Reading and Writing about Visual Experience: Becoming “Sensitive to That”: Photographic Practices of Receptivity
Suzanne Li Puma
Tuesday | Thursday: 3:30 - 5:00pm
What forms of sensitization, "listening," or noticing are made possible through a photographic mode of engagement? This class will investigate how photographic images might participate in sensitizing the viewer to the world around her, or, conversely, in rendering her less receptive, even "desensitized" to her surroundings. We will examine a variety of photographic practices in order understand how the photograph might disrupt or perpetuate habits of overlooking what is often directly in view.
As we consider how different photographic practices participate in fostering or undoing modes of aesthetic and affective receptivity, we will also ask how photographs might reshape our interactions with other living and non-living beings. What are the stakes—for a subject, for a community, for an artist or a viewer—of cultivating receptivity under different historical, political, or social regimes? Are there moments when becoming "sensitized" aesthetically offers a point of resistance or liberatory insight? Alternately, we will consider moments when aesthetic/affective sensitivity (or oversensitivity) becomes an undesirable, or even dangerous position.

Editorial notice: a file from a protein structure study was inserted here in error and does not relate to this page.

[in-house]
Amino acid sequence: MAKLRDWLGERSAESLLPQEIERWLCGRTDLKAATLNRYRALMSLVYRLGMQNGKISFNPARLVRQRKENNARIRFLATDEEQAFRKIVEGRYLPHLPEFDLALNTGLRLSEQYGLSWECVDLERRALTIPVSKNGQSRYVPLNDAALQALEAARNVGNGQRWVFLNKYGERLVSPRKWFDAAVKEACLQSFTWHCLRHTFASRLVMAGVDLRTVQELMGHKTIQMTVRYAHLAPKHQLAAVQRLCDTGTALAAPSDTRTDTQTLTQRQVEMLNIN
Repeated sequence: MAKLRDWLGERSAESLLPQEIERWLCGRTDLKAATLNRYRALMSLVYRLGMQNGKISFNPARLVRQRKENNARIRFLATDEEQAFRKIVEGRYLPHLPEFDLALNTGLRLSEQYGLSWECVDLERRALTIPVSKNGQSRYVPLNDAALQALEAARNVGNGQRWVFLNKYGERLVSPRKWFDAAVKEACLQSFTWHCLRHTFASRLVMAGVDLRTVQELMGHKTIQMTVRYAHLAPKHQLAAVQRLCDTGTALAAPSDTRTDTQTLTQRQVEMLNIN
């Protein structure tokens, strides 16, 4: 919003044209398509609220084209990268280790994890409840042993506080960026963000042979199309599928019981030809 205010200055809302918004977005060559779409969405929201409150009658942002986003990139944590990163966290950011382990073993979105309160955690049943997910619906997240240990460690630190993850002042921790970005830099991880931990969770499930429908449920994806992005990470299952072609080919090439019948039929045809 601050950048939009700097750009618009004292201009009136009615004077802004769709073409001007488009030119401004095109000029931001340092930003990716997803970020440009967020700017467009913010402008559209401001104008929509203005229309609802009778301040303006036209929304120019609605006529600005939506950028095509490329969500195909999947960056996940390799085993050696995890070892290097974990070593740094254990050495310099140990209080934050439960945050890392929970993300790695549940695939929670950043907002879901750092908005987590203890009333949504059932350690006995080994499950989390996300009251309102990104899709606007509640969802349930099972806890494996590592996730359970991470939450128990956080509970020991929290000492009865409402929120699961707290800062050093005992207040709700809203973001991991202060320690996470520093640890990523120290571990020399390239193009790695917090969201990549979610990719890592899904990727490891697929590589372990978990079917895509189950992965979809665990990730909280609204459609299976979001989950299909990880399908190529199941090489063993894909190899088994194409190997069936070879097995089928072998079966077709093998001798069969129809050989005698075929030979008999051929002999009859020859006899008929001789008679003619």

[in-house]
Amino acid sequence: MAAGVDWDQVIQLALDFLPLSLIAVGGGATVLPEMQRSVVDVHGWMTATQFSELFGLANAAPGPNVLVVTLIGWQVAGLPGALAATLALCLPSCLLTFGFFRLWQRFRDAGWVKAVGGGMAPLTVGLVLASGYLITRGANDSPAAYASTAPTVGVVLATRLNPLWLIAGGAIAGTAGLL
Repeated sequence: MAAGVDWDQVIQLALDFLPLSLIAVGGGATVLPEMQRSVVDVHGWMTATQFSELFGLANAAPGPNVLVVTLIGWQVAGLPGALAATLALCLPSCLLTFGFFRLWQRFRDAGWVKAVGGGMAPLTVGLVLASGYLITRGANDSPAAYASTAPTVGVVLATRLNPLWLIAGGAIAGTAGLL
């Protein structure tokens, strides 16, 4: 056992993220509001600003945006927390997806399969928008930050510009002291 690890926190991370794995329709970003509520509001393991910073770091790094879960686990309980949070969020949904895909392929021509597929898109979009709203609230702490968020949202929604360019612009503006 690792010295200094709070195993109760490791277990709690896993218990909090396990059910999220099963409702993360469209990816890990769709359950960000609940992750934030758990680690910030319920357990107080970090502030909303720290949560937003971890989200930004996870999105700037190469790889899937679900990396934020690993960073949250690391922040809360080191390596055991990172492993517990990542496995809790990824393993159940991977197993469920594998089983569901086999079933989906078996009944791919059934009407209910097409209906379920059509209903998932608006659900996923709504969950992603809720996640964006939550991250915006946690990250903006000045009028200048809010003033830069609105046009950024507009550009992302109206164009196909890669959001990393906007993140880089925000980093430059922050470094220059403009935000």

The texts and images selected for this class will focus primarily on practices and theories of photography in the 19th and 20th centuries. While we may make some brief forays into the 21st century, this class will primarily turn its attention backward, seeking to highlight diverse moments in the prehistory of the contemporary photographic image.
This course fulfills the second half of the Reading and Composition (R&C) requirement at UC Berkeley. The readings and images in this course will be activated through our own practice of scholarly writing, reading and research. We will seek to develop the critical tools required of writers and readers at the college level by establishing strategies for close reading and analysis of visual works and texts, as well as crafting a longer (10-15 page) undergraduate research paper.
Please note: This course must be taken for a letter grade to fulfill the R1B requirement.